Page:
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Suppose a one world language was made, would it be best to use Latin or German for such a language?

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posted on Dec, 6 2011 @ 12:07 AM
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reply to post by Warpthal
 


But I'm not asking whether or not something is the best universal language, I'm asking this:

Suppose a one world language was made, would it be best to use Latin or German for such a language?




posted on Dec, 6 2011 @ 01:41 AM
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reply to post by arpgme
 

Oh, right. You want a specific answer.

Latin, obviously. We fought two world wars to avoid having to learn German. Have you forgotten?



posted on Dec, 6 2011 @ 01:49 AM
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I say German. It's great for utter emotional speeches with hair getting stuck in flickering eyes, fists hammering tables, spit flying around and people going wild.

But that's not all Jim. When German would become the global language, we can watch all the classic movies in a totally different atmosphere.


And last but not least we get to enjoy all the fantastic schlager hits we missed untill now. Juuust type "schlager" into yt and imagine that on the "Weltweit Fuchs Unterhaltung Kanal".

Vote german!

edit on 6/12/11 by D.Wolf because: vidfail



posted on Dec, 6 2011 @ 01:53 AM
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Do you checked already Farsi?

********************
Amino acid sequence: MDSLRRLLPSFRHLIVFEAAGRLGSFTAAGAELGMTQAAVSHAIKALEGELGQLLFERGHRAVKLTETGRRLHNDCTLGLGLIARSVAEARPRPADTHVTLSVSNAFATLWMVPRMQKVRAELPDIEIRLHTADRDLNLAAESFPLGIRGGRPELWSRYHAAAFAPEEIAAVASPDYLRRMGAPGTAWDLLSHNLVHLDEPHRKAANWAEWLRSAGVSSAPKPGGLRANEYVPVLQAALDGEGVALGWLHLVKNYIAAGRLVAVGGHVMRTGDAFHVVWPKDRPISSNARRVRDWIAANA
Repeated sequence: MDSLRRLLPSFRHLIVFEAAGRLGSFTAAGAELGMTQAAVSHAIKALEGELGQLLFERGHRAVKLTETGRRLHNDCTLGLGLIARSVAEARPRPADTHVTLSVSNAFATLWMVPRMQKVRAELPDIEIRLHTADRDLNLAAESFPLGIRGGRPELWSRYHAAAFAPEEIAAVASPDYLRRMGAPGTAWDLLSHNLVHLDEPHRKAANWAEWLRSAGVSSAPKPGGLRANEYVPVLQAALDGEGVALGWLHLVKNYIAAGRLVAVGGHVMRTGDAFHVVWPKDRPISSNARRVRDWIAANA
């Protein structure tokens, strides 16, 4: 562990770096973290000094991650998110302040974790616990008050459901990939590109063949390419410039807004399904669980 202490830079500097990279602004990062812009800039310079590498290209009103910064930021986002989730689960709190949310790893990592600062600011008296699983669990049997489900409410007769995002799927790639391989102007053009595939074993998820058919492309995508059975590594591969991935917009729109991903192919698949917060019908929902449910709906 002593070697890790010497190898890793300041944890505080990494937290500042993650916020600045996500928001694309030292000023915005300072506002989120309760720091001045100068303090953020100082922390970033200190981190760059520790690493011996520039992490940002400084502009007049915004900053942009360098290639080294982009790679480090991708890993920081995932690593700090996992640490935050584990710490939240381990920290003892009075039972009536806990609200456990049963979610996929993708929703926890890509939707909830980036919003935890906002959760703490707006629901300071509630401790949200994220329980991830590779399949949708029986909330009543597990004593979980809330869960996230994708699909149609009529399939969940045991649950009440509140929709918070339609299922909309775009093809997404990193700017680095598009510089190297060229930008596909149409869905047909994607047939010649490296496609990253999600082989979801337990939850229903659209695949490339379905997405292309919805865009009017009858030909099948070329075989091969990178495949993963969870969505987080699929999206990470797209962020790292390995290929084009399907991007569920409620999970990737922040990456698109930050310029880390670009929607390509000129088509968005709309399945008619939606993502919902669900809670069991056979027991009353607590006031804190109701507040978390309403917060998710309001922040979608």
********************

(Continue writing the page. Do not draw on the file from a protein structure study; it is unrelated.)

en.wikipedia.org...



posted on Dec, 6 2011 @ 02:59 AM
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Originally posted by Astyanax
reply to post by arpgme
 

Oh, right. You want a specific answer.

Latin, obviously. We fought two world wars to avoid having to learn German. Have you forgotten?


But our language comes from German not Latin. Anyway I think English above Latin I don't want to walk around sounding like I'm naming plants or something



posted on Dec, 6 2011 @ 03:16 AM
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reply to post by steveknows
 


But our language comes from German not Latin.

Not really. The Teutonic roots of English are also the roots of modern German. English is not descended from German any more than humans are descended from chimps; in both cases, the related modern forms are drawn from extinct common ancestors.

I believe English borrows more from Latin than from any other language. Latin entered the English language twice: first with the Roman conquest, when it mingled with the Celtic tongues of the early Britons, then with the Norman conquest, when it mixed with Anglo-Saxon, which had already absorbed much from its Celtic precursors.

Besides, I think the OP is trying to impose an either/or. Latin or German is the choice. He doesn’t want any other suggestions.


Anyway I think English above Latin I don't want to walk around sounding like I'm naming plants or something.

De gustibus non est disputandum.


edit on 6/12/11 by Astyanax because: of illiteracy.



posted on Dec, 6 2011 @ 04:07 AM
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Originally posted by Astyanax
reply to post by steveknows
 


But our language comes from German not Latin.

Not really. The Teutonic roots of English are also the roots of modern German. English is not descended from German any more than humans are descended from chimps; in both cases, the related modern forms are drawn from extinct common ancestors.

I believe English borrows more from Latin than from any other language. Latin entered the English language twice: first with the Roman conquest, when it mingled with the Celtic tongues of the early Britons, then with the Norman conquest, when it mixed with Anglo-Saxon, which had already absorbed much from its Celtic precursors.

Besides, I think the OP is trying to impose an either/or. Latin or German is the choice. He doesn’t want any other suggestions.


Anyway I think English above Latin I don't want to walk around sounding like I'm naming plants or something.

De gustibus non est disputandum.


edit on 6/12/11 by Astyanax because: of illiteracy.